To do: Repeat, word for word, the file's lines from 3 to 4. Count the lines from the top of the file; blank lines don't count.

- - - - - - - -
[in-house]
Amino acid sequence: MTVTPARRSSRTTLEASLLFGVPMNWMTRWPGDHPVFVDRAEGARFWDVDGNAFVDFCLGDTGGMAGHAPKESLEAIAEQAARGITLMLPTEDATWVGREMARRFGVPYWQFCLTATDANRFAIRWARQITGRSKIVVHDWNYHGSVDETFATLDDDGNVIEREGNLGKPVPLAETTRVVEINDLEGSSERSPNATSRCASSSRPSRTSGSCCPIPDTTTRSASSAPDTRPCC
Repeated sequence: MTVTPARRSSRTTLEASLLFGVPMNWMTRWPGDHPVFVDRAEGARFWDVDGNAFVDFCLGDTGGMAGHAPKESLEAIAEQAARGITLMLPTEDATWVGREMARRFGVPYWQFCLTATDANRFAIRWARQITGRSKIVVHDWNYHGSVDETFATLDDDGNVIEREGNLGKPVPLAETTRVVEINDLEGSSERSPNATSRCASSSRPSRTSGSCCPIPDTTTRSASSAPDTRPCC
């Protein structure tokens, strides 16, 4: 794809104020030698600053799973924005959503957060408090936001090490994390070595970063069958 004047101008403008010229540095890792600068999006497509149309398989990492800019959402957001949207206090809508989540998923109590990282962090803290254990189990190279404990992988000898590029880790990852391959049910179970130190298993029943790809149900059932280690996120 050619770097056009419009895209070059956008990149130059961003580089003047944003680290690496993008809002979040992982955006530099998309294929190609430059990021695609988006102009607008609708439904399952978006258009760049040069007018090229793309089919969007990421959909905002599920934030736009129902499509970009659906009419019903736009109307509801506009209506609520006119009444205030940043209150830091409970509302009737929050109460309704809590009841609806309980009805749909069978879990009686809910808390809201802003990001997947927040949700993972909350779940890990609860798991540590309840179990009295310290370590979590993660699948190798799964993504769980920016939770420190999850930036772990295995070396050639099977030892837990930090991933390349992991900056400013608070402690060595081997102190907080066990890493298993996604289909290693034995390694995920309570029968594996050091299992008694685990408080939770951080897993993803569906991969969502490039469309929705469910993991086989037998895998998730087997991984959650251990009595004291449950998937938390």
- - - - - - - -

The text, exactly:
Repeated sequence: MTVTPARRSSRTTLEASLLFGVPMNWMTRWPGDHPVFVDRAEGARFWDVDGNAFVDFCLGDTGGMAGHAPKESLEAIAEQAARGITLMLPTEDATWVGREMARRFGVPYWQFCLTATDANRFAIRWARQITGRSKIVVHDWNYHGSVDETFATLDDDGNVIEREGNLGKPVPLAETTRVVEINDLEGSSERSPNATSRCASSSRPSRTSGSCCPIPDTTTRSASSAPDTRPCC
């Protein structure tokens, strides 16, 4: 794809104020030698600053799973924005959503957060408090936001090490994390070595970063069958 004047101008403008010229540095890792600068999006497509149309398989990492800019959402957001949207206090809508989540998923109590990282962090803290254990189990190279404990992988000898590029880790990852391959049910179970130190298993029943790809149900059932280690996120 050619770097056009419009895209070059956008990149130059961003580089003047944003680290690496993008809002979040992982955006530099998309294929190609430059990021695609988006102009607008609708439904399952978006258009760049040069007018090229793309089919969007990421959909905002599920934030736009129902499509970009659906009419019903736009109307509801506009209506609520006119009444205030940043209150830091409970509302009737929050109460309704809590009841609806309980009805749909069978879990009686809910808390809201802003990001997947927040949700993972909350779940890990609860798991540590309840179990009295310290370590979590993660699948190798799964993504769980920016939770420190999850930036772990295995070396050639099977030892837990930090991933390349992991900056400013608070402690060595081997102190907080066990890493298993996604289909290693034995390694995920309570029968594996050091299992008694685990408080939770951080897993993803569906991969969502490039469309929705469910993991086989037998895998998730087997991984959650251990009595004291449950998937938390």